A three-year-old Waikato Jersey is claiming to be New Zealand's highest priced dairy cow, toppling a record that stood for 50 years.
The company has just reported a gross profit of $56 million, a 33% rise over the previous year for the year ending June 30 2021. Net profit for the year jumped $15m to $22m.
PGW's chief executive Stephen Guerin told Rural News that the company's retail, horticulture, livestock, wool and real estate businesses all contributed strongly to the results.
"Firstly, I want to acknowledge the support and work of our staff in achieving this result," he says. "It was a challenging year to deal with lockdowns and Covid, and our team responded magnificently."
Guerin says low interest rates and strong demand have fuelled the rural property market, which delivered this division the best profits in over a decade. He says PGW's agency business, which includes commissions from its livestock, wool and real estate businesses, quadrupled net profit to $15.1m in the year to June 30.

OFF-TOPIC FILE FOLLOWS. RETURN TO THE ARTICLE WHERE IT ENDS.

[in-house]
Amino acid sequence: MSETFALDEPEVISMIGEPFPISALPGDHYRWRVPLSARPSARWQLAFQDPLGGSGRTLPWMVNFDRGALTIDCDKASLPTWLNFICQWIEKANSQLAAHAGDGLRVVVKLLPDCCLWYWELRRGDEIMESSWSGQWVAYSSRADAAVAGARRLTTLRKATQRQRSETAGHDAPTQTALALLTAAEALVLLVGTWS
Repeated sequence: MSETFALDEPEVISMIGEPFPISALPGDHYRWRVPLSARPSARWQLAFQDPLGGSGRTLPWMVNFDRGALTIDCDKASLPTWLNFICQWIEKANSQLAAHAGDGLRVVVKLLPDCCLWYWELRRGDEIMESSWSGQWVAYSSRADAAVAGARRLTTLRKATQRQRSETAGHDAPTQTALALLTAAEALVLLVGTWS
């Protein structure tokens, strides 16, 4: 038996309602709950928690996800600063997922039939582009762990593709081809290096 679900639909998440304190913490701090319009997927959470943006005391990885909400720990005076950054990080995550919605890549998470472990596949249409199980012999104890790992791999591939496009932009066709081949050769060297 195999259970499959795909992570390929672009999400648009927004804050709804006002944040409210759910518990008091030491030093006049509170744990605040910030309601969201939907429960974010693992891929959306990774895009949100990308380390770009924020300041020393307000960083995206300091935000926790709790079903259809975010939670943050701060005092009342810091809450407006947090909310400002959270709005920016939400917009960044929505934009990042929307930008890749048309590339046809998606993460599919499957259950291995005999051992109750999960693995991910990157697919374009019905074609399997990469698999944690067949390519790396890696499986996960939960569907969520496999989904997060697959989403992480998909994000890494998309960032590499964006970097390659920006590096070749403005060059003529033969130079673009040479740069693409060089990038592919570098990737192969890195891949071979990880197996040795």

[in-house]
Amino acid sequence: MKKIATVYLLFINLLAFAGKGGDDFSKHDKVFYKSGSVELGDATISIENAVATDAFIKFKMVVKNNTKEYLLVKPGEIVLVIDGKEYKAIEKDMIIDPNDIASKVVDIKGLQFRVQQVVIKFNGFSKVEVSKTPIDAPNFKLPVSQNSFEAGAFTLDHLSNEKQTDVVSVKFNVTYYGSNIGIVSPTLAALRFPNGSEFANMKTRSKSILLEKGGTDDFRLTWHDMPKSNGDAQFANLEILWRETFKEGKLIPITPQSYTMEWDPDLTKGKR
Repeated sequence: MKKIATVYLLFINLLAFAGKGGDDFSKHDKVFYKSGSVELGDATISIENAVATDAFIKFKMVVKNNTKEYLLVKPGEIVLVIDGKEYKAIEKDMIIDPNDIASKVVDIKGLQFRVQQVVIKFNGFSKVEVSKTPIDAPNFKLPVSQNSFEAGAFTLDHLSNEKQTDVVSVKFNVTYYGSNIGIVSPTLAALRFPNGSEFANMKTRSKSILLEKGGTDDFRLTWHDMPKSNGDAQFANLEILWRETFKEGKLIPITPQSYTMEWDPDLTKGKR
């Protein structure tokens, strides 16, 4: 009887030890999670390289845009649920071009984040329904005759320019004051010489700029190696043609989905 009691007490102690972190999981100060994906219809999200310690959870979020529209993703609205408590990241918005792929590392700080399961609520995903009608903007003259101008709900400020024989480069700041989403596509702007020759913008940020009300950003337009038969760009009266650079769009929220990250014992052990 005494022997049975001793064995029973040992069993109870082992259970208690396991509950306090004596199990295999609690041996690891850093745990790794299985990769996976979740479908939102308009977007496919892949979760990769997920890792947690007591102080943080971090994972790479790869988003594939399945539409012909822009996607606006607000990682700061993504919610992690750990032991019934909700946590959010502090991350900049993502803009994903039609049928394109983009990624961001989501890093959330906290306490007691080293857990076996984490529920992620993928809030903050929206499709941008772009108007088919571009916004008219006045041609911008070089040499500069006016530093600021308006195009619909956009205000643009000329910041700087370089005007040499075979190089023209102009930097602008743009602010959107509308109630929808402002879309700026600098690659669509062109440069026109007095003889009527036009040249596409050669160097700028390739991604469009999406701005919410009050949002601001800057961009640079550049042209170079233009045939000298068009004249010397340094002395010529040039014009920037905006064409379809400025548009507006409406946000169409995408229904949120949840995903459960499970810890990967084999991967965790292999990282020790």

"The real estate business has seen particularly strong demand across all sectors of the rural property market, which has also been fuelled by low interest rates," Guerin said. "This resulted in the real estate business experiencing its best returns in over a decade."
He put the good real estate result down to buoyant agricultural commodity prices and record low interest rates.
Meanwhile, Guerin describes results for PGW's livestock business as mixed, which he says was greatly influenced by the weather.
"The South Island achieved a solid result, especially within the sheep and beef sector," he says. "The good rains in December 2020 saw good grass growth and buoyant livestock trading."
However, Guerin says the North Island was a lot tougher - with fewer animals around due to drought.
Meanwhile, Guerin belives the outlook is positive in the rural sector with strong farmgate and commodity prices.
"Notwithstanding the fact that many of our farmer clients are challenged by the regulatory changes they are facing the confidence is there," he told Rural News.
"Demand is expected to continue for lamb and sheep meat, and cattle prices are anticipated to remain high.
"There is also confidence in dairy with a positive outlook into next year and a solid payout predicted," he says.</p.
The PGW board has declared a fully imputed final dividend of 16c/share, to be paid in October. This takes the full year dividend to 28c.